>Illicit use of human growth hormone and insulin-like growth factor I is common among male weightlifters, and use in this population is often associated with polysubstance abuse involving both performance-enhancing and classical drugs, researchers found.
To augment conflicting data on GH abuse, researchers compared three groups of men: those reporting lifetime use of GH or IGF-I; those reporting anabolic-androgenic steroid use but no GH or IGF-I; and those reporting no use.
Of the 231 men polled for the study, 43% reported lifetime steroid use, with 26 men reporting lifetime GH use and one reporting IGF-I use but no GH use. These 27 men had tried GH or IGF-I after steroids, the researchers said. Eighty-one percent also reported current or past dependence on steroids.
Long-term steroid use was more common among those who used GH or IGF-I. The median total lifetime duration was 173 weeks compared with 24 weeks among steroid users who had not tried either substance.
At 56%, the proportion of GH or IGF-I users who described past dependence on at least one drug other than alcohol or cannabis was highest of those in all three groups, according to the researchers. Many reported abusing opiates, methylenedioxymethamphetamine, cocaine and stimulants.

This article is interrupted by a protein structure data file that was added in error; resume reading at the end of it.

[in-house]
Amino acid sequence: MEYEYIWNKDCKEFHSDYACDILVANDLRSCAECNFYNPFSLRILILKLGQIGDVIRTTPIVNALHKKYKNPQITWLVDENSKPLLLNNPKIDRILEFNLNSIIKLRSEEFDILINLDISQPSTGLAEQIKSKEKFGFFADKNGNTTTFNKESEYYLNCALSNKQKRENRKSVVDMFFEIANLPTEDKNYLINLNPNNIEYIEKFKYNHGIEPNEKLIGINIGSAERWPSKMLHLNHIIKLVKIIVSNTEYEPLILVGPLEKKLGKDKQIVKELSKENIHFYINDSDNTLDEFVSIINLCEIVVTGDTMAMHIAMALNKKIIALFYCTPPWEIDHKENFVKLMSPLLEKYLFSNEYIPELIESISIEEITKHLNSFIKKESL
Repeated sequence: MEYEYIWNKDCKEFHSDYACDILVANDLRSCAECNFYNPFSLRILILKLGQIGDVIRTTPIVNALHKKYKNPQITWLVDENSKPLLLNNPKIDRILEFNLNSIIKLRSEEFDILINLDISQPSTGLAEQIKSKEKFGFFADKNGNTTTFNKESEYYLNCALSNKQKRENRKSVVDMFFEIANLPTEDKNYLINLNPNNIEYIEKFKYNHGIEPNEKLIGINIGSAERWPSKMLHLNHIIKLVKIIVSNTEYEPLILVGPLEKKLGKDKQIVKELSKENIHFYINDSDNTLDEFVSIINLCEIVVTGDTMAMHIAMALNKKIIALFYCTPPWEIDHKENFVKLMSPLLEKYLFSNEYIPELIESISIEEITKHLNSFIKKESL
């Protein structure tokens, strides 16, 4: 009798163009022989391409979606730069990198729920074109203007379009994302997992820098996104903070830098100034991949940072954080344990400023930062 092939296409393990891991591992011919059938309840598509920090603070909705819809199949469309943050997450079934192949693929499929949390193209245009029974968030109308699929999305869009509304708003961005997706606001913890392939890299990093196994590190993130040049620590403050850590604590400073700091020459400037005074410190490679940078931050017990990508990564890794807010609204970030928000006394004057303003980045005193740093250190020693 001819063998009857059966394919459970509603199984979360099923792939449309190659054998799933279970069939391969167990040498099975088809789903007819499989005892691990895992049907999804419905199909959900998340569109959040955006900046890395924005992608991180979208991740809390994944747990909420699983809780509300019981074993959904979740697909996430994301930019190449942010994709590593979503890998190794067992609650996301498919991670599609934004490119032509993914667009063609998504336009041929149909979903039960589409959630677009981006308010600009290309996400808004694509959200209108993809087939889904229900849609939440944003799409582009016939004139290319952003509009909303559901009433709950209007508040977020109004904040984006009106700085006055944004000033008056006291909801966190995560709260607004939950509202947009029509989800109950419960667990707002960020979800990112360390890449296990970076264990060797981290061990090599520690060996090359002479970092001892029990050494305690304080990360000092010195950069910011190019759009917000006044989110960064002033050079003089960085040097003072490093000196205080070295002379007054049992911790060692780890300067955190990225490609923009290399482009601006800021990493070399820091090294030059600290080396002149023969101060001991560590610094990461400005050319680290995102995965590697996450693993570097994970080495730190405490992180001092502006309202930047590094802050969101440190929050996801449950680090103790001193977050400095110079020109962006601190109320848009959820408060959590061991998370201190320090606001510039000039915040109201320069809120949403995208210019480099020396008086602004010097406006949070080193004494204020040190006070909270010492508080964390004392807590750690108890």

“Although [GH] does not produce a ‘reward’ of acute intoxication in the manner of classical dependence-inducing drugs such as alcohol or opioids, the possibility remains that its metabolic effects, or perhaps even subtle hedonic effects, might themselves be sufficiently reinforcing to induce a dependence syndrome in some individuals,” the researchers wrote.
According to other results, men using GH or IGF-I were considerably more muscular and had longer histories of weightlifting compared with nonusers. In addition, only 19% had college degrees and most were generally less educated, although they were usually older than men in the other two groups.
Declining prices and greater availability of GH, IGF-I and other performance-enhancing drugs in future years may result in an even greater number of users than suggested in this study, who use these drugs in higher doses and for longer periods.
“The long-term risks of high-dose [GH] use are little studied, but available evidence suggests that long-term high-dose [GH] may have serious medical consequences, including cardiac, endocrine and respiratory effects, as well as increased risk for certain cancers,” Brian P. Brennan, MD, MSc, of McLean Hospital in Belmont, Mass., and Harvard Medical School in Boston, said in a press release. “Our findings suggest that mounting illicit [GH] abuse may represent a dangerous new form of drug abuse with potentially severe public health consequences.”